Mountaineering superstar Chris Bonington signs a two-year contract with the brand. The following year, wearing Belstaff gear, he makes the first ascent of Baintha Brakk, or The Ogre - a steep, craggy and challenging mountain, 7,285m (23,901ft) high, in Pakistan's Karakoram range.
Belstaff sponsors the Scottish Six Days Trial - one of the toughest long-distance motor races in the world - and dresses many of the most prominent riders, including Sammy Miller’s team.
Belstaff produces the Roadmaster jacket as an extension of the Trialmaster. Belstaff continues to explore its logo treatments with a patch on the upper right hand pocket and the Phoenix on the left sleeve.
With the British textile industry under a cloud, the old Longton factory closes and production moves to Wellingborough, in Northamptonshire.
Belstaff begins a slow but steady renaissance throughout the 1990s, gradually building on its core market of bikers and sportsmen.
The TV series Spooks (known as MI-5 in the US), starts its second series, featuring Belstaff-wearing action man Adam Carter, played by Rupert Penry-Jones. 'I love Belstaff. Spooks got into trouble because there's a logo on the sleeve and you aren't supposed to show any brand names on the BBC, but it's an integral part of the jackets. After I left the show, I bought some for myself.'
Also on television, Ewan McGregor and Charley Boorman travel 30,396km (18,887 miles) from London to New York City, via Western and Central Europe, Ukraine, Russia, Kazakhstan, Mongolia, Siberia and Canada for the documentary ‘Long Way Round’. Both men wear durable Belstaff jackets from the Pure Motorcycle collection.
Kate Moss is featured in Belstaff advertising campaigns.
Will Smith appears on screen and on the poster for box office hit ‘I Am Legend’ wearing a bespoke version of the Belstaff Trialmaster, which inspires production of a coveted, limited-edition jacket.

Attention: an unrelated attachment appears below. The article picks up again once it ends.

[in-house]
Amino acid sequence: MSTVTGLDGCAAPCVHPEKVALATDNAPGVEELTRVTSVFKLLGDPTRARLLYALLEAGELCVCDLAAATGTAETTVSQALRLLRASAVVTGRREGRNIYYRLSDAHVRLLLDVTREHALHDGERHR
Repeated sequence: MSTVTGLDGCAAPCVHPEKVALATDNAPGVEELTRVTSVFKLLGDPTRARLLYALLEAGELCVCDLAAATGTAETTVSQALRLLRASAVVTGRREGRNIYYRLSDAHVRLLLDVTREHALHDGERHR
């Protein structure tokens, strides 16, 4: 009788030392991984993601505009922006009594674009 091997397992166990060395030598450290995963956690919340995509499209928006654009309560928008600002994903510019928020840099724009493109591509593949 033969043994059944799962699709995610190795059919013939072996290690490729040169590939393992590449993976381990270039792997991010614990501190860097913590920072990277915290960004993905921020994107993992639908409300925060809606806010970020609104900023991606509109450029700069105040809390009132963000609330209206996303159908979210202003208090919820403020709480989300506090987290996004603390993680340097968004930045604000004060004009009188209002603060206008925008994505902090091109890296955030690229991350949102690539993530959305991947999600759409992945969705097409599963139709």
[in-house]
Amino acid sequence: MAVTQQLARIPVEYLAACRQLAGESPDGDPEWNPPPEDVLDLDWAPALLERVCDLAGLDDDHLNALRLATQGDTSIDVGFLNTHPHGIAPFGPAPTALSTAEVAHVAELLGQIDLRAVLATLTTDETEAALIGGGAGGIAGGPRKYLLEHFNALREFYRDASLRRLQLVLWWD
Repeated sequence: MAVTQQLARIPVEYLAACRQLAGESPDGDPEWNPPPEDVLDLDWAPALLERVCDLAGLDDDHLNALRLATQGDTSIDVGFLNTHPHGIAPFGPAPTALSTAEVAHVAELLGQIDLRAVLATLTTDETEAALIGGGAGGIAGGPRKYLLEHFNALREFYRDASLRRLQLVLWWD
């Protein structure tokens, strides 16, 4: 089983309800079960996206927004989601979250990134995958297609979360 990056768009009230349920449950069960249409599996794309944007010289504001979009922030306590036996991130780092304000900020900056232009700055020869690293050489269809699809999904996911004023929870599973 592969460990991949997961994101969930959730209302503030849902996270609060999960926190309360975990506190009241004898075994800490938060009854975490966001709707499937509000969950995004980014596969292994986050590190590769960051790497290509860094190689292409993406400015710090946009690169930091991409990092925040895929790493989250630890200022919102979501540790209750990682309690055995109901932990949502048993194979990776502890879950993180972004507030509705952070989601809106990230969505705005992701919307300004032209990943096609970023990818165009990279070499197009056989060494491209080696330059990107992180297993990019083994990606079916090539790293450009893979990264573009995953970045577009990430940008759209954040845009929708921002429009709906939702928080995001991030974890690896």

Around this time, the brand appears in other big-screen blockbusters, including ‘Eastern Promises’, featuring a bike-riding Naomi Watts; ‘The Curious Case of Benjamin Button’, with a Belstaff-clad Brad Pitt on two wheels; and ‘Mission: Impossible III’, starring Tom Cruise.
On television, Ewan McGregor and Charley Boorman ride again in ‘Long Way Down’, travelling through 18 countries, from John o'Groats in Scotland to Cape Town in South Africa, wearing rugged Belstaff kit with their customary panache.
A moody black-and-white advertising campaign shot by Steven Meisel, featuring models Lara Stone and Reid Prebenda, brilliantly captures the cross-gender and multi-faceted aesthetics of Belstaff, from road- to café-racer, from high fashion to low riders.
Belstaff present their first autumn/winter collection for men and women at London Fashion Week in February 2012. Belstaff makes significant changes to its digital platform, launching Belstaff.com globally and expanding its social media outreach. These developments mark an exciting new shift in the rebirth of the Belstaff brand.